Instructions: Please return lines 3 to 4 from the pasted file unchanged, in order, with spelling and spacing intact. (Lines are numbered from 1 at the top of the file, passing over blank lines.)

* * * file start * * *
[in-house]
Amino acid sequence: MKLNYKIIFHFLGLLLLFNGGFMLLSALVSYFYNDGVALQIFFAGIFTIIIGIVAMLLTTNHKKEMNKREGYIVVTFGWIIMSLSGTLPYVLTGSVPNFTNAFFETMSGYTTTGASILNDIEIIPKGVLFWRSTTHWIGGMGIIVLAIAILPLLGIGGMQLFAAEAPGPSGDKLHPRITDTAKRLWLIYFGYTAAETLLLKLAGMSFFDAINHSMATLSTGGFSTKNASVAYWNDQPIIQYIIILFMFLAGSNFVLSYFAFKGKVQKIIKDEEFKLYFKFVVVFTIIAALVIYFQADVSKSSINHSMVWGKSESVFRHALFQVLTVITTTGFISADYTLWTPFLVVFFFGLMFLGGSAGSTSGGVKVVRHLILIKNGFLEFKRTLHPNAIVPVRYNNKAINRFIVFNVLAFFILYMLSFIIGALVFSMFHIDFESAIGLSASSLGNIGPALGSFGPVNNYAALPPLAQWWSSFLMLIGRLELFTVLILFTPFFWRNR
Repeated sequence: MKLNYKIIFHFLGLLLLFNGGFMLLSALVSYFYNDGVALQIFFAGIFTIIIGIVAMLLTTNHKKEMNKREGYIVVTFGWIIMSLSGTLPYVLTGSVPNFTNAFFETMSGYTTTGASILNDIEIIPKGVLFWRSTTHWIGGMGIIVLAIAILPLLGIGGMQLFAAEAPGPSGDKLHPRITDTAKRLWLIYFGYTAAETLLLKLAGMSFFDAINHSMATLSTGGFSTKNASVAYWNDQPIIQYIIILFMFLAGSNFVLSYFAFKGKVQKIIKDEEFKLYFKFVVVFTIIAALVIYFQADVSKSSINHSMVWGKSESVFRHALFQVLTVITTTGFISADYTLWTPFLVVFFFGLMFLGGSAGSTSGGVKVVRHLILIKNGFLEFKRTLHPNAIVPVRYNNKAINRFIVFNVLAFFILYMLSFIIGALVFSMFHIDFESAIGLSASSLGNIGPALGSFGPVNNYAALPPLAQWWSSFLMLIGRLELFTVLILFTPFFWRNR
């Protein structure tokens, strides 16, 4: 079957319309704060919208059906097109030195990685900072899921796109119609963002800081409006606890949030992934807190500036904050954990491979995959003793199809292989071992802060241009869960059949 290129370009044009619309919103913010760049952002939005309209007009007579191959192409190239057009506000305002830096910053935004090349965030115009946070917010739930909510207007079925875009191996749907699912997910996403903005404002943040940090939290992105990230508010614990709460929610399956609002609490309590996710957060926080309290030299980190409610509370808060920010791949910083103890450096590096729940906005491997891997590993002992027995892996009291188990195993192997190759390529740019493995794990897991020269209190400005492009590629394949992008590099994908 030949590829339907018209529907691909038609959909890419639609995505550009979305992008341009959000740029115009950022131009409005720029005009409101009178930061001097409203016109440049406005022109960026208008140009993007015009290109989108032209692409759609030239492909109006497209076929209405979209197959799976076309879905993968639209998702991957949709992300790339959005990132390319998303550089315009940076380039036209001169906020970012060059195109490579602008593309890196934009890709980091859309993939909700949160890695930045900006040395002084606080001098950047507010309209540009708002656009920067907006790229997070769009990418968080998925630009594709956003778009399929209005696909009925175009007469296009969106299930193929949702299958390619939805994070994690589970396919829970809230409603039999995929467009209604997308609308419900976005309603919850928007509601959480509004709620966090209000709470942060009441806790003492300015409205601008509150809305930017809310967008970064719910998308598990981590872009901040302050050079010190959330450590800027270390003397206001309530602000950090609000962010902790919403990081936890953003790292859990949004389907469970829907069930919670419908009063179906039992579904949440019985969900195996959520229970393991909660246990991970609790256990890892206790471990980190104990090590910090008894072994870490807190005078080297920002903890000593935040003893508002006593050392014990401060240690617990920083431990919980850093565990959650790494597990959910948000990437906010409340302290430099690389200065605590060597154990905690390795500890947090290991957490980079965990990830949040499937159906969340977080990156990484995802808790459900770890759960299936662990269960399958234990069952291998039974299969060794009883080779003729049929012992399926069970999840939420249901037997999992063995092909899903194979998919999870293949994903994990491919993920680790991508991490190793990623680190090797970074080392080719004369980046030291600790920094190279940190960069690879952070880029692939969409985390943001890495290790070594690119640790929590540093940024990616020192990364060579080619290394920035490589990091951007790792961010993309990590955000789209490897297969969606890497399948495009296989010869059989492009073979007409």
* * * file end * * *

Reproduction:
Repeated sequence: MKLNYKIIFHFLGLLLLFNGGFMLLSALVSYFYNDGVALQIFFAGIFTIIIGIVAMLLTTNHKKEMNKREGYIVVTFGWIIMSLSGTLPYVLTGSVPNFTNAFFETMSGYTTTGASILNDIEIIPKGVLFWRSTTHWIGGMGIIVLAIAILPLLGIGGMQLFAAEAPGPSGDKLHPRITDTAKRLWLIYFGYTAAETLLLKLAGMSFFDAINHSMATLSTGGFSTKNASVAYWNDQPIIQYIIILFMFLAGSNFVLSYFAFKGKVQKIIKDEEFKLYFKFVVVFTIIAALVIYFQADVSKSSINHSMVWGKSESVFRHALFQVLTVITTTGFISADYTLWTPFLVVFFFGLMFLGGSAGSTSGGVKVVRHLILIKNGFLEFKRTLHPNAIVPVRYNNKAINRFIVFNVLAFFILYMLSFIIGALVFSMFHIDFESAIGLSASSLGNIGPALGSFGPVNNYAALPPLAQWWSSFLMLIGRLELFTVLILFTPFFWRNR
């Protein structure tokens, strides 16, 4: 079957319309704060919208059906097109030195990685900072899921796109119609963002800081409006606890949030992934807190500036904050954990491979995959003793199809292989071992802060241009869960059949 290129370009044009619309919103913010760049952002939005309209007009007579191959192409190239057009506000305002830096910053935004090349965030115009946070917010739930909510207007079925875009191996749907699912997910996403903005404002943040940090939290992105990230508010614990709460929610399956609002609490309590996710957060926080309290030299980190409610509370808060920010791949910083103890450096590096729940906005491997891997590993002992027995892996009291188990195993192997190759390529740019493995794990897991020269209190400005492009590629394949992008590099994908 030949590829339907018209529907691909038609959909890419639609995505550009979305992008341009959000740029115009950022131009409005720029005009409101009178930061001097409203016109440049406005022109960026208008140009993007015009290109989108032209692409759609030239492909109006497209076929209405979209197959799976076309879905993968639209998702991957949709992300790339959005990132390319998303550089315009940076380039036209001169906020970012060059195109490579602008593309890196934009890709980091859309993939909700949160890695930045900006040395002084606080001098950047507010309209540009708002656009920067907006790229997070769009990418968080998925630009594709956003778009399929209005696909009925175009007469296009969106299930193929949702299958390619939805994070994690589970396919829970809230409603039999995929467009209604997308609308419900976005309603919850928007509601959480509004709620966090209000709470942060009441806790003492300015409205601008509150809305930017809310967008970064719910998308598990981590872009901040302050050079010190959330450590800027270390003397206001309530602000950090609000962010902790919403990081936890953003790292859990949004389907469970829907069930919670419908009063179906039992579904949440019985969900195996959520229970393991909660246990991970609790256990890892206790471990980190104990090590910090008894072994870490807190005078080297920002903890000593935040003893508002006593050392014990401060240690617990920083431990919980850093565990959650790494597990959910948000990437906010409340302290430099690389200065605590060597154990905690390795500890947090290991957490980079965990990830949040499937159906969340977080990156990484995802808790459900770890759960299936662990269960399958234990069952291998039974299969060794009883080779003729049929012992399926069970999840939420249901037997999992063995092909899903194979998919999870293949994903994990491919993920680790991508991490190793990623680190090797970074080392080719004369980046030291600790920094190279940190960069690879952070880029692939969409985390943001890495290790070594690119640790929590540093940024990616020192990364060579080619290394920035490589990091951007790792961010993309990590955000789209490897297969969606890497399948495009296989010869059989492009073979007409």